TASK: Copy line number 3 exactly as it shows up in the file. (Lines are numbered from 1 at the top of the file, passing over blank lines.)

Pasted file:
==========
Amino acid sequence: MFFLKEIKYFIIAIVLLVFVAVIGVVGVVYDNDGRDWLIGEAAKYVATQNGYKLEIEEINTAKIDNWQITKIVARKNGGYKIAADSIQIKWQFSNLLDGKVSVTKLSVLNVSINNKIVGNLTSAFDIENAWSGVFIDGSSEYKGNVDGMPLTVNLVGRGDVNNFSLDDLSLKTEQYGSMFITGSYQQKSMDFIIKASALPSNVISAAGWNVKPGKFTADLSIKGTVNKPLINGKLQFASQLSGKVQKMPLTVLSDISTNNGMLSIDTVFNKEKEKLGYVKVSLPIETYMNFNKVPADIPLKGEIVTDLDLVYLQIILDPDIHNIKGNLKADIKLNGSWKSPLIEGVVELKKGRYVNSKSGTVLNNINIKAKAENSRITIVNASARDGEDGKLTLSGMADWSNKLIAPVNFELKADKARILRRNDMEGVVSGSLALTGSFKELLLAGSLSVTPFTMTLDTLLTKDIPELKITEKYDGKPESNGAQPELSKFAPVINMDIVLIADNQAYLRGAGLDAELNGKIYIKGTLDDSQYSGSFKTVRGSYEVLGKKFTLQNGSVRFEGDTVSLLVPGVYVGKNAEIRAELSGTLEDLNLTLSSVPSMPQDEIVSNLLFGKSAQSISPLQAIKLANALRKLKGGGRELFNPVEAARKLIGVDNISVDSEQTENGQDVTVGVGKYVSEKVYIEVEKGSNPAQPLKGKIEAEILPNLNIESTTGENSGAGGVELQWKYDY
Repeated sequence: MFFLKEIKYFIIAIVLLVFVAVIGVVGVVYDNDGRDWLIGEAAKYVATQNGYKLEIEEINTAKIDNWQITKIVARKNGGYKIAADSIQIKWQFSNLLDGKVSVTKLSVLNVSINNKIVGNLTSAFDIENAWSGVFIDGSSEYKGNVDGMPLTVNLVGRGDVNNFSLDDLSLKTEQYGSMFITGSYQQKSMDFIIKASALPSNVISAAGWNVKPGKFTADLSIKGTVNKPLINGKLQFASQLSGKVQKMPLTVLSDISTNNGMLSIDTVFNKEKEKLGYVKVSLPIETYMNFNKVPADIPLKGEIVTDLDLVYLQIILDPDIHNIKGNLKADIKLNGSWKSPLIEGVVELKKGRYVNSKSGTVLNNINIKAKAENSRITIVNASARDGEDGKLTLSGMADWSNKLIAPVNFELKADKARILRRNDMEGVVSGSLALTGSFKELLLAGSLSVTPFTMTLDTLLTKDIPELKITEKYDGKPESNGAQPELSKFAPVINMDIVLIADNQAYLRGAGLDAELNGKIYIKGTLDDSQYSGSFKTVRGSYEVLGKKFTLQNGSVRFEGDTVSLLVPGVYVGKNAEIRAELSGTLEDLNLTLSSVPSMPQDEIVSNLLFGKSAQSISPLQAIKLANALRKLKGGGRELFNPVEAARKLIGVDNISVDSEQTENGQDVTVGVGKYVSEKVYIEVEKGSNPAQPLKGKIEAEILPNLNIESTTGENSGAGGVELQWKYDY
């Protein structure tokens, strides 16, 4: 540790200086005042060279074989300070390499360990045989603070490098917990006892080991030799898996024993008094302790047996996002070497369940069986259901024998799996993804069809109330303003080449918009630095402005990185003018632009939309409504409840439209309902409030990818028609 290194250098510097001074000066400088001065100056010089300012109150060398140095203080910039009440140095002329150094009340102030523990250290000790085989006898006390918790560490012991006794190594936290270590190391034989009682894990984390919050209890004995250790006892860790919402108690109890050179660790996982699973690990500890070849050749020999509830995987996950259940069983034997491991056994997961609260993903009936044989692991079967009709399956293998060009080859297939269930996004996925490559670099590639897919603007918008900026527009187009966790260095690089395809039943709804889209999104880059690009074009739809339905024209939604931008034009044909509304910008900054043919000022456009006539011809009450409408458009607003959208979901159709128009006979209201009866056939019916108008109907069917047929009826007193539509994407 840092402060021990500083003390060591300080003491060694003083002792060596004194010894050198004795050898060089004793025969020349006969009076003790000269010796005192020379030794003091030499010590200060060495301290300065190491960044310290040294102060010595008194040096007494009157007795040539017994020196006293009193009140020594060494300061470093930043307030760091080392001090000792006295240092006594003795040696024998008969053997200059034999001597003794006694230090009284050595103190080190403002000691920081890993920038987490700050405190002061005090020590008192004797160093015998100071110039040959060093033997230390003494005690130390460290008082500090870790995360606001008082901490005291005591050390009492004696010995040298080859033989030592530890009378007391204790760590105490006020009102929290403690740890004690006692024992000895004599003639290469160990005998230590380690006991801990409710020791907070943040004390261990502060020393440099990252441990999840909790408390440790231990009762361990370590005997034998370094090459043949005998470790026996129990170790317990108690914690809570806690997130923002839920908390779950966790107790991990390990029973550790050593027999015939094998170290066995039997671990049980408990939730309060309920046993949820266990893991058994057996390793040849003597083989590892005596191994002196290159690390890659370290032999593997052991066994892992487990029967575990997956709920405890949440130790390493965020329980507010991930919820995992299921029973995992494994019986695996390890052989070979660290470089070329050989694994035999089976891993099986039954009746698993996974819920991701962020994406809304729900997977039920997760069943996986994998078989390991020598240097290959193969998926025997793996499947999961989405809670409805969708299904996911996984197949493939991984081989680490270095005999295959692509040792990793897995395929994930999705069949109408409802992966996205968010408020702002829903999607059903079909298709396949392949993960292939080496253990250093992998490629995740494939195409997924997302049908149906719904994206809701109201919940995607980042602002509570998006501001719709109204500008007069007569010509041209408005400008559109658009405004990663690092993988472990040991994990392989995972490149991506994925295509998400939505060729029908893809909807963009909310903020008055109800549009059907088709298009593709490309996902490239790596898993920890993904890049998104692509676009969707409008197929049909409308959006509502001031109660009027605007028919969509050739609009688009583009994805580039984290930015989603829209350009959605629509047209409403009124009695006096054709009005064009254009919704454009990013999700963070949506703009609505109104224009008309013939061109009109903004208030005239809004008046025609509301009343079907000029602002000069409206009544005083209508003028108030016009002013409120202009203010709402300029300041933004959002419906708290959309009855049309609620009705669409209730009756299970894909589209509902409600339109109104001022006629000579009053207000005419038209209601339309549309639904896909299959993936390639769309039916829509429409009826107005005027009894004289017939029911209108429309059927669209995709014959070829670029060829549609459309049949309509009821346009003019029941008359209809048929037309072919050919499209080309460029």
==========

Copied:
């Protein structure tokens, strides 16, 4: 540790200086005042060279074989300070390499360990045989603070490098917990006892080991030799898996024993008094302790047996996002070497369940069986259901024998799996993804069809109330303003080449918009630095402005990185003018632009939309409504409840439209309902409030990818028609 290194250098510097001074000066400088001065100056010089300012109150060398140095203080910039009440140095002329150094009340102030523990250290000790085989006898006390918790560490012991006794190594936290270590190391034989009682894990984390919050209890004995250790006892860790919402108690109890050179660790996982699973690990500890070849050749020999509830995987996950259940069983034997491991056994997961609260993903009936044989692991079967009709399956293998060009080859297939269930996004996925490559670099590639897919603007918008900026527009187009966790260095690089395809039943709804889209999104880059690009074009739809339905024209939604931008034009044909509304910008900054043919000022456009006539011809009450409408458009607003959208979901159709128009006979209201009866056939019916108008109907069917047929009826007193539509994407 840092402060021990500083003390060591300080003491060694003083002792060596004194010894050198004795050898060089004793025969020349006969009076003790000269010796005192020379030794003091030499010590200060060495301290300065190491960044310290040294102060010595008194040096007494009157007795040539017994020196006293009193009140020594060494300061470093930043307030760091080392001090000792006295240092006594003795040696024998008969053997200059034999001597003794006694230090009284050595103190080190403002000691920081890993920038987490700050405190002061005090020590008192004797160093015998100071110039040959060093033997230390003494005690130390460290008082500090870790995360606001008082901490005291005591050390009492004696010995040298080859033989030592530890009378007391204790760590105490006020009102929290403690740890004690006692024992000895004599003639290469160990005998230590380690006991801990409710020791907070943040004390261990502060020393440099990252441990999840909790408390440790231990009762361990370590005997034998370094090459043949005998470790026996129990170790317990108690914690809570806690997130923002839920908390779950966790107790991990390990029973550790050593027999015939094998170290066995039997671990049980408990939730309060309920046993949820266990893991058994057996390793040849003597083989590892005596191994002196290159690390890659370290032999593997052991066994892992487990029967575990997956709920405890949440130790390493965020329980507010991930919820995992299921029973995992494994019986695996390890052989070979660290470089070329050989694994035999089976891993099986039954009746698993996974819920991701962020994406809304729900997977039920997760069943996986994998078989390991020598240097290959193969998926025997793996499947999961989405809670409805969708299904996911996984197949493939991984081989680490270095005999295959692509040792990793897995395929994930999705069949109408409802992966996205968010408020702002829903999607059903079909298709396949392949993960292939080496253990250093992998490629995740494939195409997924997302049908149906719904994206809701109201919940995607980042602002509570998006501001719709109204500008007069007569010509041209408005400008559109658009405004990663690092993988472990040991994990392989995972490149991506994925295509998400939505060729029908893809909807963009909310903020008055109800549009059907088709298009593709490309996902490239790596898993920890993904890049998104692509676009969707409008197929049909409308959006509502001031109660009027605007028919969509050739609009688009583009994805580039984290930015989603829209350009959605629509047209409403009124009695006096054709009005064009254009919704454009990013999700963070949506703009609505109104224009008309013939061109009109903004208030005239809004008046025609509301009343079907000029602002000069409206009544005083209508003028108030016009002013409120202009203010709402300029300041933004959002419906708290959309009855049309609620009705669409209730009756299970894909589209509902409600339109109104001022006629000579009053207000005419038209209601339309549309639904896909299959993936390639769309039916829509429409009826107005005027009894004289017939029911209108429309059927669209995709014959070829670029060829549609459309049949309509009821346009003019029941008359209809048929037309072919050919499209080309460029």